day

A Day in the Life of a Homeschooling Educator

Sarah Koehneke The Homeschooling Educator 13 Comments

Share this Post

This article is intended to be descriptive of one type of homeschooling. There are hundreds of different ways to homeschool and there is not one prescription for any family.

Homeschool is life together—exploring the good, true, and beautiful of God’s creation and order. Trust me, we do thrive with order. Routine helps my family work together most joyfully and efficiently. Savoring coffee and a few moments of silence, I peacefully start the day. By seven o’clock, little feet start scampering. My youngest, age 4, throws me his shirt so I can coach him in finding all the necessary holes. While preparing breakfast, a clasp from behind alerts me that my six-year-old son has met the new day. Meanwhile, my nine-year-old daughter stealthily sneaks loads of laundry. She wants to surprise me, so I aim not to see! All dressed, some of us matching, breakfast is served at half past seven.

So the new school day begins!

No matter what, Morning Prayer always follows breakfast—even if we can’t start exactly at eight due to some unforeseen kerfuffle. Morning Prayer includes catechism and Scripture memorization, hymn singing, and readings.

After prayers and upon announcing any special happenings, the children hustle. Once any remaining chores are complete, they are free for a few moments of fresh air before our academic time begins sometime between 8:45 and 9:00. “Mommy’s coming!” they prompt one another as they gather in the front bedroom-turned classroom and stand, hand on heart, to say the Pledge of Allegiance. Schoolishly, we count the date along with its factors and multiples, and then note the phase of the moon on our Currier and Ives calendar.

First, a focus on daily skills.

For the first couple of hours, our work is always focused on skills that must be developed daily: math and language, including phonics, reading, writing, spelling, handwriting, copy work, dictation, and Latin. The older children begin their math while I give the day’s first lesson to my youngest child. We meet at the whiteboard in the corner for his phonics lesson. He’s four, so the lesson is direct and short, less than ten minutes. With my youngest fulfilled, he happily attends to the work of play while the older children are ready for assistance with their math lessons. They shuffle between two math books. One is easily self-directed, with much repetition for speed and accuracy. It is used while they await their lesson from the faster paced and more abstract second math book.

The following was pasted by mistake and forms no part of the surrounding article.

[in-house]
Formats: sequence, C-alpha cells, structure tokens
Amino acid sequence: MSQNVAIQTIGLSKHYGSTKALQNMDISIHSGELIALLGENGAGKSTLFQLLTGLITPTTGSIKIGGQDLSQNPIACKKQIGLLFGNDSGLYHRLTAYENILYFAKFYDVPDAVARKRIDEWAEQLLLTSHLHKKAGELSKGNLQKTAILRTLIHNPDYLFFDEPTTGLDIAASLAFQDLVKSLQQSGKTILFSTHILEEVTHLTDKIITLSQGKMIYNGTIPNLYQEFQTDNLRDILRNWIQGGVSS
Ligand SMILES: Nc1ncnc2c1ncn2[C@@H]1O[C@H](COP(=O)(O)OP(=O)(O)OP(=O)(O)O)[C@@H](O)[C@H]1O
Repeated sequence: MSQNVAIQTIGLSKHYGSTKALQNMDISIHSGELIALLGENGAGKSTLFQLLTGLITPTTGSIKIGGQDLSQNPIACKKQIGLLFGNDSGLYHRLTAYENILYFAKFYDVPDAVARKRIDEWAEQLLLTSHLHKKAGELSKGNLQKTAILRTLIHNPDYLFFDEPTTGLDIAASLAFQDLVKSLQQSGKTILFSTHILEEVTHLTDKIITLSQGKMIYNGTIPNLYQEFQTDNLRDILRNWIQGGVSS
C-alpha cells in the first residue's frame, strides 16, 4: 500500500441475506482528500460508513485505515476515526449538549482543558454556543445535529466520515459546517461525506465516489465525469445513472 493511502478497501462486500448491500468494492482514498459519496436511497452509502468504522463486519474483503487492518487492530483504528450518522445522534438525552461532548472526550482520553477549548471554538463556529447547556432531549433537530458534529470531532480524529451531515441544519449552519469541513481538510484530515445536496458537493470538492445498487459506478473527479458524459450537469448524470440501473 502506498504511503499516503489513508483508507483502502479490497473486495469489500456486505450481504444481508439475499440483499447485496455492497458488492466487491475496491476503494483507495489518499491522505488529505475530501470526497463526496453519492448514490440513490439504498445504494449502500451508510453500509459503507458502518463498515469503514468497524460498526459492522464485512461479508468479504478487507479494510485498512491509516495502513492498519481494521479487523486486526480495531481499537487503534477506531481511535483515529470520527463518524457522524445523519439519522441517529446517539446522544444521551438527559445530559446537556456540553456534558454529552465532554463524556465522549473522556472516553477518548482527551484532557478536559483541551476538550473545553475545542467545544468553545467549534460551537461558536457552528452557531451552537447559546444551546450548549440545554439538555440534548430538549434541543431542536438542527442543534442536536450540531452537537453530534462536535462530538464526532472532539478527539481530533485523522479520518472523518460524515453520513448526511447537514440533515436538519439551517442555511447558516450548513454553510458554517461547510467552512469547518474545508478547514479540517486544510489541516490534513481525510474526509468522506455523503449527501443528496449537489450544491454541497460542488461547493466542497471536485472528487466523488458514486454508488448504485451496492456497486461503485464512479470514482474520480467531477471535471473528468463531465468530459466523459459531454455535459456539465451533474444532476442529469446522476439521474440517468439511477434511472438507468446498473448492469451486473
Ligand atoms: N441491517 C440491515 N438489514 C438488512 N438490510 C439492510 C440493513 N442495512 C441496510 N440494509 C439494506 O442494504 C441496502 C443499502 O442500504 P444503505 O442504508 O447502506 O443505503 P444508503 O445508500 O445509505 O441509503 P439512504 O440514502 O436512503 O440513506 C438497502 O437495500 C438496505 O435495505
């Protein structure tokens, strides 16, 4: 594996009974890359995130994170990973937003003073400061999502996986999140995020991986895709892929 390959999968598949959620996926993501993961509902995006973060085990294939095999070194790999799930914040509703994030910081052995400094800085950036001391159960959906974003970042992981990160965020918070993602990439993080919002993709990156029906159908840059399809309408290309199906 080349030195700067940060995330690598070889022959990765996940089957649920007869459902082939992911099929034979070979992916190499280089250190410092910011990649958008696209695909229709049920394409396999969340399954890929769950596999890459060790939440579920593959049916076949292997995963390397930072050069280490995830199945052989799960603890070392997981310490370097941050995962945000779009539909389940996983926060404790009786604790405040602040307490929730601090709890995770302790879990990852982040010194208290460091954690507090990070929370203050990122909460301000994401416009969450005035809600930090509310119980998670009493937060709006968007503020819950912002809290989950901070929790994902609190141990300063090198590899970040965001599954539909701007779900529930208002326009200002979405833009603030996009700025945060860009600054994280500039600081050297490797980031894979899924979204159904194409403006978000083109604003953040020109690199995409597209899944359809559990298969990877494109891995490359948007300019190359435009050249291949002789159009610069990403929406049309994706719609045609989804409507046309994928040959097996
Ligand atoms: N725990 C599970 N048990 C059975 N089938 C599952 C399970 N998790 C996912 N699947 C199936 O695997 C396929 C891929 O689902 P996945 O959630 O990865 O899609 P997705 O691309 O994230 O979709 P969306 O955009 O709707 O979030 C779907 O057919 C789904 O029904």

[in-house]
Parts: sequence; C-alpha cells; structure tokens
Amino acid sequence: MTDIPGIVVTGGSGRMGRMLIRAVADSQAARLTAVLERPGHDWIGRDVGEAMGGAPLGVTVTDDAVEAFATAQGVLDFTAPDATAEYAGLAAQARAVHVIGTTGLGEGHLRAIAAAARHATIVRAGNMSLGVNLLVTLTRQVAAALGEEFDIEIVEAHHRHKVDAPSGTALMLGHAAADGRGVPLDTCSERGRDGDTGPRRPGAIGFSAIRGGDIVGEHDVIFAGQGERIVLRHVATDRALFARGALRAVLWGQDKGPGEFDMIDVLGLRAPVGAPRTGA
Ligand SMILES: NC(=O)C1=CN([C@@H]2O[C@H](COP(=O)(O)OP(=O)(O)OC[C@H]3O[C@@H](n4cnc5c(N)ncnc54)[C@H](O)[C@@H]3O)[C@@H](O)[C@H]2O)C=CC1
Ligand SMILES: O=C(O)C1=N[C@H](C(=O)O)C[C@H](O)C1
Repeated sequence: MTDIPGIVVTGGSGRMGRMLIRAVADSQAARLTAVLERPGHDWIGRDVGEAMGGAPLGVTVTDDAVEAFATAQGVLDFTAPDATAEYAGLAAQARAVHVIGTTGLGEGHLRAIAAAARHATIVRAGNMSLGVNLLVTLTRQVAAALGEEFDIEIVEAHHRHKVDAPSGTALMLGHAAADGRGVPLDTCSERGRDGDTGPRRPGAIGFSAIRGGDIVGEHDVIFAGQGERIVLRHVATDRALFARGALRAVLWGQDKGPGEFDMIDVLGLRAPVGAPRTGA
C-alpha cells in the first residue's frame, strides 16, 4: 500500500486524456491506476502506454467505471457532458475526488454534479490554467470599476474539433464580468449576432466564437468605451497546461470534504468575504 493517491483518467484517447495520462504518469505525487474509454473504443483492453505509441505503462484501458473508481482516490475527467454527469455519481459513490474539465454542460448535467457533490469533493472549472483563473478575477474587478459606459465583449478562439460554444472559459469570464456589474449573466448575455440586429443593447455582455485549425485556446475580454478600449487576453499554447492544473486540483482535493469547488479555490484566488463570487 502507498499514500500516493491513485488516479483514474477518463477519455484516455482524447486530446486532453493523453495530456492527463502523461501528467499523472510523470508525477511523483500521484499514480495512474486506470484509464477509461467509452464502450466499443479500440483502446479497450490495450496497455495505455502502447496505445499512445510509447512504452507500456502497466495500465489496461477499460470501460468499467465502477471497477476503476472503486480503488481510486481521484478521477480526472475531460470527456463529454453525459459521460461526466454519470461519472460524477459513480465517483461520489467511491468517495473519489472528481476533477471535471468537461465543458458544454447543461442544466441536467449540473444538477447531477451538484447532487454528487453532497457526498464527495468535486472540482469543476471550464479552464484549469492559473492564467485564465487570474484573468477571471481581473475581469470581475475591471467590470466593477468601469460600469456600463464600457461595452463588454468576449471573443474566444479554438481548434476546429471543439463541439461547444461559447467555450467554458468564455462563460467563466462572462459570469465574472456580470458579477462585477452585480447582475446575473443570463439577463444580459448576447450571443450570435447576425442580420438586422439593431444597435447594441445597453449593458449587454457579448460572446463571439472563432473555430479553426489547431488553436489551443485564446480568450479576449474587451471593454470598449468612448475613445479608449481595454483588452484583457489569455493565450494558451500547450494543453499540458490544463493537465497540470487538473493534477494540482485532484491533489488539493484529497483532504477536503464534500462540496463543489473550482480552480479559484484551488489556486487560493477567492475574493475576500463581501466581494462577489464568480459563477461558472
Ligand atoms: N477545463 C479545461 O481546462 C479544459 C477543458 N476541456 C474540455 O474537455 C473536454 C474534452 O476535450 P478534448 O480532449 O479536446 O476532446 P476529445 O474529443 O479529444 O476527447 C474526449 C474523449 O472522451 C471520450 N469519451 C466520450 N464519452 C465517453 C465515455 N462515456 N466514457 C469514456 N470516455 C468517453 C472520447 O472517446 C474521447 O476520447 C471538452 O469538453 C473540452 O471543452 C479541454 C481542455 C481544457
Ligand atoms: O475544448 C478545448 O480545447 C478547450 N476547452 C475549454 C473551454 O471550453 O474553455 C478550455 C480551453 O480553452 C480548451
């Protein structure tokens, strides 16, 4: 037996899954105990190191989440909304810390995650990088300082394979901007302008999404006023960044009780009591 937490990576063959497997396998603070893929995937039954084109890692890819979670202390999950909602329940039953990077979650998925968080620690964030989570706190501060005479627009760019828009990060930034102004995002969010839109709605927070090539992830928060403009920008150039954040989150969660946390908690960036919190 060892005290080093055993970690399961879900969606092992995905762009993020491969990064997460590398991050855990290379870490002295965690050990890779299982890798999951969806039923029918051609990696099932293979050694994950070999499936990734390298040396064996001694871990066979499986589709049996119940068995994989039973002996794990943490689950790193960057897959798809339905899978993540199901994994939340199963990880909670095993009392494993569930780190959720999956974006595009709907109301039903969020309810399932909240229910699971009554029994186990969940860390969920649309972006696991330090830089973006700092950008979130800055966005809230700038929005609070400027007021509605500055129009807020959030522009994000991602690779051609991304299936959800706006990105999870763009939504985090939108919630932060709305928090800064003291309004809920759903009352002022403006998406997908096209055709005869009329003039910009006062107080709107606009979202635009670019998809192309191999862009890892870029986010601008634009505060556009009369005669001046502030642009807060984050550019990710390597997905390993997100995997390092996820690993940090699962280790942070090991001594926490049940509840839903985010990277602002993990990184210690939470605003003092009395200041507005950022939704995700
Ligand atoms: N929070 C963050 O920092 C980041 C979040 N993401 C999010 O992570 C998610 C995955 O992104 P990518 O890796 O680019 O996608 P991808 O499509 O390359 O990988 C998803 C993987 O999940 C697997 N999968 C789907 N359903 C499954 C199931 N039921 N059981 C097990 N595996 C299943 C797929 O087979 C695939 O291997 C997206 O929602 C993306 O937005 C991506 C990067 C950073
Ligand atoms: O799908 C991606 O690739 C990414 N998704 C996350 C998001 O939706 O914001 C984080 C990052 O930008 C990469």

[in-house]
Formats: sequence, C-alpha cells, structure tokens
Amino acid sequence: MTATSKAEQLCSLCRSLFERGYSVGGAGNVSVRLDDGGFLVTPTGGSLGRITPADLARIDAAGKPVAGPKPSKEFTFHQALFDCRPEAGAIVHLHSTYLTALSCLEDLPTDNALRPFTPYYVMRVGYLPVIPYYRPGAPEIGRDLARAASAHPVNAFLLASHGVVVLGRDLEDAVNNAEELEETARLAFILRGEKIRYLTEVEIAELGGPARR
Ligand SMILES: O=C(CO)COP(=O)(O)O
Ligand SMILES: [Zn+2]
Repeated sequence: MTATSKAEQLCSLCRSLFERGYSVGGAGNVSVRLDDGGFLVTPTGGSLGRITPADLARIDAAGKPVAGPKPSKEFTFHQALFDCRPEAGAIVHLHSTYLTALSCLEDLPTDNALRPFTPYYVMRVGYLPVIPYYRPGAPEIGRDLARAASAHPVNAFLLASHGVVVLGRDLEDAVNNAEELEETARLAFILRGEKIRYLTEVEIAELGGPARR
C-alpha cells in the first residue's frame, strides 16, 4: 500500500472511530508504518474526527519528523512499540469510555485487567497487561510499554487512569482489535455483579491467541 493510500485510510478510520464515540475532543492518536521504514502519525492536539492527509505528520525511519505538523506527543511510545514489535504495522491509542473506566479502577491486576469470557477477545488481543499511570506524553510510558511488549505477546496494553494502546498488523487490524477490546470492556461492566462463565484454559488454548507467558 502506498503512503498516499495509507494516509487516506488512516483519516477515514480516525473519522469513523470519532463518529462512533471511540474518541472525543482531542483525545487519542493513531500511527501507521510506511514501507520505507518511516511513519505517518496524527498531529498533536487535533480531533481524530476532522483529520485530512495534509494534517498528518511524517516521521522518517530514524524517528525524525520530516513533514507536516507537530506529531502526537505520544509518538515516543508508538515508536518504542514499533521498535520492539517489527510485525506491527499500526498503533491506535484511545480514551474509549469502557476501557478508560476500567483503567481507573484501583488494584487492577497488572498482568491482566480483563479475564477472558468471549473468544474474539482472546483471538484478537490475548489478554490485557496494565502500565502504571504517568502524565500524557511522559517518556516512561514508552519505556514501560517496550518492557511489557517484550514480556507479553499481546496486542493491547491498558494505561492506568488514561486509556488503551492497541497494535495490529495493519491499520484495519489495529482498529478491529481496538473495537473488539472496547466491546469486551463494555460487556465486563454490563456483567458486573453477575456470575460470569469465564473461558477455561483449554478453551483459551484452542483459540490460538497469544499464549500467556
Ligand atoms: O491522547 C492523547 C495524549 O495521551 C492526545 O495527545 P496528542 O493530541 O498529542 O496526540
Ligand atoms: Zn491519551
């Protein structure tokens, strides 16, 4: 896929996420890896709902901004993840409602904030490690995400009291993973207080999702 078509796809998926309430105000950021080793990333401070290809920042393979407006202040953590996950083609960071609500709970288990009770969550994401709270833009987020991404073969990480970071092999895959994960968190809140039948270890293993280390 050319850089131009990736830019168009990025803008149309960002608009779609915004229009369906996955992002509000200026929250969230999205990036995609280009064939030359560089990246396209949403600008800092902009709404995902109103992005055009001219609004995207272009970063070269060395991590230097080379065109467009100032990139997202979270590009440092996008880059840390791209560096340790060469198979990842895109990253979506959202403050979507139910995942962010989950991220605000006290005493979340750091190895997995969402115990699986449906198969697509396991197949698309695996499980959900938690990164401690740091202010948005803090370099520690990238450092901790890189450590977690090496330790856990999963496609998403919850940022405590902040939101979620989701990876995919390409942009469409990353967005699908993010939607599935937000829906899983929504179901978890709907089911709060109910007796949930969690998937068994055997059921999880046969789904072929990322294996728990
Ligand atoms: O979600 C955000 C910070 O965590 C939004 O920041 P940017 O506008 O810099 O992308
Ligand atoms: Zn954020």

Both of the older children have a homemade assignment book, a hole-punched list of their lessons along with space for details. Once they check math as complete, we determine what tasks can be done independently, done along with Mama, or done together as a group. This way I can bounce among the children as needed. While my four-year-old enjoys the luxury of self-directed play, joining school at his pleasure, my six-year-old needs my attention for almost everything. Often, we head to the sofa for a reading lesson while my daughter works in the quiet classroom. Later I’ll read her dictation, help with editing, or tackle Latin with her, while my sons take a “go dribble the basketball fifty times” break or sit beside us and work semi-independently.

Next, it’s time to drill.

Together we take nearly a half hour to drill Latin vocab and endings, English exemplars and definitions, history facts, our timeline, geography, math facts, and science terms. Drilling may just be the happiest time of the day! After a focused time of seat work, drilling is loud, active, and fulfilling. Best of all, everyone does it together, so even my littlest learner can fully participate in the oral activity, beaming with pride as he rivals his older siblings!

Continue with a content-studies loop.

Content-based classes—a rotation of science, history, and geography—are also done together. Naturally, a multiage group requires some individualized modifications. My oldest or I may read aloud while the little boys listen or look at related picture books, hunting for corresponding illustrations. For geography, the children begin by tracing a map, then advance to copying and labeling the map, followed by drawing the same map completely from memory. In these ways, we learn together with differing levels of assignments and expectations for mastery.

Then, rest and play.

After much diligence, everyone is ready for a break. The children tidy the classroom and then play outside while I prepare lunch. Once lunch is cleared, the children are free! They head outside to absorb their morning of learning. I love to see their latest backyard creations or listen as Robin Hood, King Richard, and Maid Marian reenact adventures. Is there a better evaluation tool than watching children internalize and play with ideas? For this reason, they have a nice long afternoon break—and I have a few quiet moments to work while watching them through the glass sliders.